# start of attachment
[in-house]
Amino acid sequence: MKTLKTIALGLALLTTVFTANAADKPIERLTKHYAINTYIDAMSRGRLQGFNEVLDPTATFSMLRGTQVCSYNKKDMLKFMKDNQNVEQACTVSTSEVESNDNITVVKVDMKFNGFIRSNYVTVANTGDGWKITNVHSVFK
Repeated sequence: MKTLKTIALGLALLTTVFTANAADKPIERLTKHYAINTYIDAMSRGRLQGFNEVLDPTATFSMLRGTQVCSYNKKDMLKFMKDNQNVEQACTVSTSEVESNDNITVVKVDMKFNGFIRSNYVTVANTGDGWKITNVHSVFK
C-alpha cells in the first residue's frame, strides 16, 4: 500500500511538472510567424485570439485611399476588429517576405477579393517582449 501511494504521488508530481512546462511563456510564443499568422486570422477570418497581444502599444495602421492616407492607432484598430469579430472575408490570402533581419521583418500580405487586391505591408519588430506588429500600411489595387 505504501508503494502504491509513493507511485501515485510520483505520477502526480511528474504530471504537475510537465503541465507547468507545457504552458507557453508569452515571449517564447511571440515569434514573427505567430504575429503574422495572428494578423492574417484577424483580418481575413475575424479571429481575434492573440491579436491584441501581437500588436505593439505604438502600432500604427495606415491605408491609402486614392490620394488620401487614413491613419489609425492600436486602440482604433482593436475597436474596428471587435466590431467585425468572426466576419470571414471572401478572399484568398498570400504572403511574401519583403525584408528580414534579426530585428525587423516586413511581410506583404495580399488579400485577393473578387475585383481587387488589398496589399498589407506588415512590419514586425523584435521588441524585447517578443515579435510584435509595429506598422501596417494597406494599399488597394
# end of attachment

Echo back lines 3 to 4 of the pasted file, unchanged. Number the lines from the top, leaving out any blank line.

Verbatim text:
Repeated sequence: MKTLKTIALGLALLTTVFTANAADKPIERLTKHYAINTYIDAMSRGRLQGFNEVLDPTATFSMLRGTQVCSYNKKDMLKFMKDNQNVEQACTVSTSEVESNDNITVVKVDMKFNGFIRSNYVTVANTGDGWKITNVHSVFK
C-alpha cells in the first residue's frame, strides 16, 4: 500500500511538472510567424485570439485611399476588429517576405477579393517582449 501511494504521488508530481512546462511563456510564443499568422486570422477570418497581444502599444495602421492616407492607432484598430469579430472575408490570402533581419521583418500580405487586391505591408519588430506588429500600411489595387 505504501508503494502504491509513493507511485501515485510520483505520477502526480511528474504530471504537475510537465503541465507547468507545457504552458507557453508569452515571449517564447511571440515569434514573427505567430504575429503574422495572428494578423492574417484577424483580418481575413475575424479571429481575434492573440491579436491584441501581437500588436505593439505604438502600432500604427495606415491605408491609402486614392490620394488620401487614413491613419489609425492600436486602440482604433482593436475597436474596428471587435466590431467585425468572426466576419470571414471572401478572399484568398498570400504572403511574401519583403525584408528580414534579426530585428525587423516586413511581410506583404495580399488579400485577393473578387475585383481587387488589398496589399498589407506588415512590419514586425523584435521588441524585447517578443515579435510584435509595429506598422501596417494597406494599399488597394